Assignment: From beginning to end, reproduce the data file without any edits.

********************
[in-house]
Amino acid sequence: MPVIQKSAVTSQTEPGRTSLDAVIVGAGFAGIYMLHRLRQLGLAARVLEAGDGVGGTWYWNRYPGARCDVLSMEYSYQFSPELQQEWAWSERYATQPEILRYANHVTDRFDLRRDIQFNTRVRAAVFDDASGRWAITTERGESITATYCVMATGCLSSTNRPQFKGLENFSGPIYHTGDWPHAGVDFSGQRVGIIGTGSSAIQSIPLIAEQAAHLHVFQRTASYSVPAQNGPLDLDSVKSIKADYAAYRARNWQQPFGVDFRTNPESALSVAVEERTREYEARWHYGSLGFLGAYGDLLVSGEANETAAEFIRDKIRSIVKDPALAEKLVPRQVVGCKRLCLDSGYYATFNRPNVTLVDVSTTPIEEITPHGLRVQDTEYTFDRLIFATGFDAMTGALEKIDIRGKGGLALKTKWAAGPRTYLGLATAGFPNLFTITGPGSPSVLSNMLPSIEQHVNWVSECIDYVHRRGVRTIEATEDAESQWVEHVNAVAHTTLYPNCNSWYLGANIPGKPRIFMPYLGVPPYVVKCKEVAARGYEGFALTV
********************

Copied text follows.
[in-house]
Amino acid sequence: MPVIQKSAVTSQTEPGRTSLDAVIVGAGFAGIYMLHRLRQLGLAARVLEAGDGVGGTWYWNRYPGARCDVLSMEYSYQFSPELQQEWAWSERYATQPEILRYANHVTDRFDLRRDIQFNTRVRAAVFDDASGRWAITTERGESITATYCVMATGCLSSTNRPQFKGLENFSGPIYHTGDWPHAGVDFSGQRVGIIGTGSSAIQSIPLIAEQAAHLHVFQRTASYSVPAQNGPLDLDSVKSIKADYAAYRARNWQQPFGVDFRTNPESALSVAVEERTREYEARWHYGSLGFLGAYGDLLVSGEANETAAEFIRDKIRSIVKDPALAEKLVPRQVVGCKRLCLDSGYYATFNRPNVTLVDVSTTPIEEITPHGLRVQDTEYTFDRLIFATGFDAMTGALEKIDIRGKGGLALKTKWAAGPRTYLGLATAGFPNLFTITGPGSPSVLSNMLPSIEQHVNWVSECIDYVHRRGVRTIEATEDAESQWVEHVNAVAHTTLYPNCNSWYLGANIPGKPRIFMPYLGVPPYVVKCKEVAARGYEGFALTV